• Αύξηση Μεγέθους Γραμμάτων
  • Μείωση Μεγέθους Γραμμάτων

The Unhappiness


The book “On the Unhappiness of being Greek” was written in the dark years of the Greek Junta and published after its fall. (1975).

Dysten Dysit
Dystfr Dystesp
Dystger  Dystbul
   


It became a runaway bestseller, went through 38 printings and is still selling well. People reading it now, tell the author: “I just finished reading your last book”, proving that it is still actual.

The book was translated into many languages (German, French, English, Italian, Spanish, Polish Bulgarian, Turkish, Albanian, Chinese) and became an international bestseller. 

In 2012, Nikos Dimou wrote a postscript for the foreign editions:

People who enjoy reading this book are probably not Greek. For a Greek this book is painful. He may smile at some aphorisms, even laugh sometimes, but closing it, he will feel well …unhappy. It portrays the basic problem of his existence, his urge for more and his inability to cope with less. Conflicts undermine his identity, make him uncertain and changeable. He is divided between his glorious past and his meager present, between his Eastern mentality and his European aspiration – torn asunder by forces of tradition (like the Orthodox Church) and modernity. His is a difficult fate.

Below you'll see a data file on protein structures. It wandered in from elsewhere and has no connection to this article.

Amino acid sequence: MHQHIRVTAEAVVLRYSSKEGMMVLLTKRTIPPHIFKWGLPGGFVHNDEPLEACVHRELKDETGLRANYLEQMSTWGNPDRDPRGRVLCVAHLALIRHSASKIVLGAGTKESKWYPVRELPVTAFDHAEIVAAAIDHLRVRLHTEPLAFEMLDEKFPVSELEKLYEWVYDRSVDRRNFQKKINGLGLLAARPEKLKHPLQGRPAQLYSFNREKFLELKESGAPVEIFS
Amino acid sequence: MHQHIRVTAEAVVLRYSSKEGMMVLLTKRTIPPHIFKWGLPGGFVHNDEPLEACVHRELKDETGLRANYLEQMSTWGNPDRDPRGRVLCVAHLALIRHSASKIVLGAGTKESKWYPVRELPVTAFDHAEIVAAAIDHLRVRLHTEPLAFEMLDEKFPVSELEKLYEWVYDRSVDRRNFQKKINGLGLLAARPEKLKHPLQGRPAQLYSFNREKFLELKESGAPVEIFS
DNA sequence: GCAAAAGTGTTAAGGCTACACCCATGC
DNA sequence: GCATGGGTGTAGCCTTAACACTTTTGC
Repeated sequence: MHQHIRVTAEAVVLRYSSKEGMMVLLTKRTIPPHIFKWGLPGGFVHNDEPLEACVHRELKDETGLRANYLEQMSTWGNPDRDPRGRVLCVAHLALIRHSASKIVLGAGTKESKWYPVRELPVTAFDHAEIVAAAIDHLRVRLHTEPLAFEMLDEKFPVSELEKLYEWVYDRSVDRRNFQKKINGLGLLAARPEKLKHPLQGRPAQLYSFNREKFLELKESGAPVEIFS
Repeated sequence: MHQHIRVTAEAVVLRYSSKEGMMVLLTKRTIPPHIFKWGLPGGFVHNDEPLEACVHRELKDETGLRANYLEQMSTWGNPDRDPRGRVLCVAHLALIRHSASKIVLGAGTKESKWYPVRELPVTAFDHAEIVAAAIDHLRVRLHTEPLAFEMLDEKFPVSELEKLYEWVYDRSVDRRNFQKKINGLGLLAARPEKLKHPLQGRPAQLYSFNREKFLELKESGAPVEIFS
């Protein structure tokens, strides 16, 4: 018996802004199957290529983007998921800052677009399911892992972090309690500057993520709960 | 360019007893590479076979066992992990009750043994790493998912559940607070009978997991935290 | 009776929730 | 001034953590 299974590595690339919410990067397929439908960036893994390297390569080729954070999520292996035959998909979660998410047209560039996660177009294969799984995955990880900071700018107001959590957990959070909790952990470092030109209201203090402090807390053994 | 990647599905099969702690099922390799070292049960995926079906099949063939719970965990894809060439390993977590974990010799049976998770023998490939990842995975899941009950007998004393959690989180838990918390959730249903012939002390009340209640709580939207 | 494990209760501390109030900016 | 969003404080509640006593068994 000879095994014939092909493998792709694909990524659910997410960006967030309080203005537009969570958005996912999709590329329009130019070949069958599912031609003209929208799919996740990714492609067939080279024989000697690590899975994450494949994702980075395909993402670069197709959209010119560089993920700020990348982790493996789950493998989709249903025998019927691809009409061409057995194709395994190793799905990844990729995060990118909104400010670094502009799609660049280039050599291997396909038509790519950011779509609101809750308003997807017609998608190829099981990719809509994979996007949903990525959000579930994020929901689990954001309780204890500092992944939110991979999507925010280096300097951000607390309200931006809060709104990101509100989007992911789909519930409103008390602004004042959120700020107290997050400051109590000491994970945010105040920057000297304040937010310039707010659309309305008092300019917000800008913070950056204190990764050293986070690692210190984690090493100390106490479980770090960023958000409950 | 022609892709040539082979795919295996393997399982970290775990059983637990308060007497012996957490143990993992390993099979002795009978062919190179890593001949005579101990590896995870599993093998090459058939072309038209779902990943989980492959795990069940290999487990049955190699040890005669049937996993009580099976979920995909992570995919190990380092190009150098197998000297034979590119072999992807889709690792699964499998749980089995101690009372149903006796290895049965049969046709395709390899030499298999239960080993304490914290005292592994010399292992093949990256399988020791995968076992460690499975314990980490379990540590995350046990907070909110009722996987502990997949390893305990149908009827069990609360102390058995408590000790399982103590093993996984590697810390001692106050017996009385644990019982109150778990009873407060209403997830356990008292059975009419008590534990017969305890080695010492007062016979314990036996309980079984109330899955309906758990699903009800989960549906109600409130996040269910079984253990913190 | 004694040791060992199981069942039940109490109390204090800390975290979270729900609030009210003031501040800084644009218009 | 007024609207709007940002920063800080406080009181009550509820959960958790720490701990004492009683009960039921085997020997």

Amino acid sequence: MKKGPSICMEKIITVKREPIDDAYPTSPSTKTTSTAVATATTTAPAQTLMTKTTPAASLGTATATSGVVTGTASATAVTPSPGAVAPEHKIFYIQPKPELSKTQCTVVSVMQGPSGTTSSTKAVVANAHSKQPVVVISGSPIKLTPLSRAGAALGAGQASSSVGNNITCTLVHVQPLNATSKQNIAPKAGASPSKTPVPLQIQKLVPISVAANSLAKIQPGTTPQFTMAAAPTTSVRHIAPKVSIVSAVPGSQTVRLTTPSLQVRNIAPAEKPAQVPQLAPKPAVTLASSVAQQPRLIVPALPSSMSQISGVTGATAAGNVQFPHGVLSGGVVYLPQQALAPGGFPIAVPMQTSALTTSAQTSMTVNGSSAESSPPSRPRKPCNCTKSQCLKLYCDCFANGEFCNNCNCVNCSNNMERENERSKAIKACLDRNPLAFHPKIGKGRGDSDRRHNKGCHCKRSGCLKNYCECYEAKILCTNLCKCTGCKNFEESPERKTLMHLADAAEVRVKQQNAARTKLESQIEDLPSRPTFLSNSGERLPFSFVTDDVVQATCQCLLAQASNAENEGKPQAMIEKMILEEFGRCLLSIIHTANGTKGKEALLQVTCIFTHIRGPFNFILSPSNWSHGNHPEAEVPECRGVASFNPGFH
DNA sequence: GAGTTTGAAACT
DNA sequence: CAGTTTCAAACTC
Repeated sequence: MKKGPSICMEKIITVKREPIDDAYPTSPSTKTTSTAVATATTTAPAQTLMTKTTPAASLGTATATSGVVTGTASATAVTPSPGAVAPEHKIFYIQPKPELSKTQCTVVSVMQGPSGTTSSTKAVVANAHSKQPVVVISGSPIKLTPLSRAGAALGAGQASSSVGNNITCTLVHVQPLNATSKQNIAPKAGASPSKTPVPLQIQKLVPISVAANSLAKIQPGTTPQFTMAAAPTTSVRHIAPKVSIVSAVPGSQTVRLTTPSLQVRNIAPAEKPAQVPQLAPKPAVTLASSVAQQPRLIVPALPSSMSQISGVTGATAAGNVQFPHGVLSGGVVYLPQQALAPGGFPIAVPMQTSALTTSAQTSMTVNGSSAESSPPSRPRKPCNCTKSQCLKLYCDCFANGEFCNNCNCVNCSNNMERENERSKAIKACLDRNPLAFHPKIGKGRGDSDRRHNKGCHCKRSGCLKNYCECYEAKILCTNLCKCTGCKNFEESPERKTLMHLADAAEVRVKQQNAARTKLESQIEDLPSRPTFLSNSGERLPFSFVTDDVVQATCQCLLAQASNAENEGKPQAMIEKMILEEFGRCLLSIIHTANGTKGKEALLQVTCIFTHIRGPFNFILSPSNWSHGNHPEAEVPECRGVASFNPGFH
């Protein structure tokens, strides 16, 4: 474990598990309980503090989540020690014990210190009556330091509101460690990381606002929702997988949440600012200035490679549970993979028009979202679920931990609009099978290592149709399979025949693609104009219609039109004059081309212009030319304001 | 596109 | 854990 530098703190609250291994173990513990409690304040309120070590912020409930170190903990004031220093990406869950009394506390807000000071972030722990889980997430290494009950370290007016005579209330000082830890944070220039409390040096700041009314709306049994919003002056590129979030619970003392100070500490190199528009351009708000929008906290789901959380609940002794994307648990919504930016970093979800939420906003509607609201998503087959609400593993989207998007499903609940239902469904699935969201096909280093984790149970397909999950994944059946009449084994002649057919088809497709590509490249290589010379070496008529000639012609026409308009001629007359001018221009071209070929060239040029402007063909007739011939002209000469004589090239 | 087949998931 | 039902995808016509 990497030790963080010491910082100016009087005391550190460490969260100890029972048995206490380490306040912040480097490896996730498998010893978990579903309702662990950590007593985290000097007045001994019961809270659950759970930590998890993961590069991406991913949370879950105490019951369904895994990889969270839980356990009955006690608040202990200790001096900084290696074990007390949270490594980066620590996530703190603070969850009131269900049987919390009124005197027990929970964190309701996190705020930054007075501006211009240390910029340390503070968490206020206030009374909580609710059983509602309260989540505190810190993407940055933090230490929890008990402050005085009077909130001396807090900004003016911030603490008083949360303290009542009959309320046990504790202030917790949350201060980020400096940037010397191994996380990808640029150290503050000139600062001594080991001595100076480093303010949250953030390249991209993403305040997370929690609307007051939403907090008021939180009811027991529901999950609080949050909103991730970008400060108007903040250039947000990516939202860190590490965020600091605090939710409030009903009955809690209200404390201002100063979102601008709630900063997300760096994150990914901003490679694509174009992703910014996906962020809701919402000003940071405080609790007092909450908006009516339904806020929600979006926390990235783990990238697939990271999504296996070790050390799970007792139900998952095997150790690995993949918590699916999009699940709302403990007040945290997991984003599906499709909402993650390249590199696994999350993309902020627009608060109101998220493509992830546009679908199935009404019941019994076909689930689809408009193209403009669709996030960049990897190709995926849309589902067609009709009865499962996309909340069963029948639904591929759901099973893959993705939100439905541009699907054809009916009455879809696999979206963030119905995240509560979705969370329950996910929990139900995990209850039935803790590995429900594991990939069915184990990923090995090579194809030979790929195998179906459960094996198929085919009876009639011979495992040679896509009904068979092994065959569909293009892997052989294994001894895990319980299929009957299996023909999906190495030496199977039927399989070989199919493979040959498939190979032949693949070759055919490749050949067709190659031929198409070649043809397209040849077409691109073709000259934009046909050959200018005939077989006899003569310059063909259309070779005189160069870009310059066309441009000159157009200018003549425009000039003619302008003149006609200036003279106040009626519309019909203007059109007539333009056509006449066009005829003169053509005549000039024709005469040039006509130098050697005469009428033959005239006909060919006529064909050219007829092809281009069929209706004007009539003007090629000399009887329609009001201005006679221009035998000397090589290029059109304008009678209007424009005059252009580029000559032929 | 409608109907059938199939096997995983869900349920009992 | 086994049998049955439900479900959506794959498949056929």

This book is not a humorous collection of aphorisms about the shortcomings of Greeks – but a bitter reflection on their tragic destiny of being split among past and present, north and south, east and west. It is a declaration of love for Greece, the true, the profound Greece – and not the superficial land of myths that Greek themselves have created in order to escape from reality. By no means is it the work of an “Anti-Hellene” but the product of a man who cares deeply for his country, and tries to help his fellow citizens fulfill the Delphic motto: “Know thyself”. Something that can be a painful procedure, if your mentality, education and upbringing have taught you to avoid truth.

Greece’s present predicament is to a large extend the result of all these flaws. More emotional and less rational, a Greek must re-think himself in order to survive in the modern world. This book tries to help him on the way.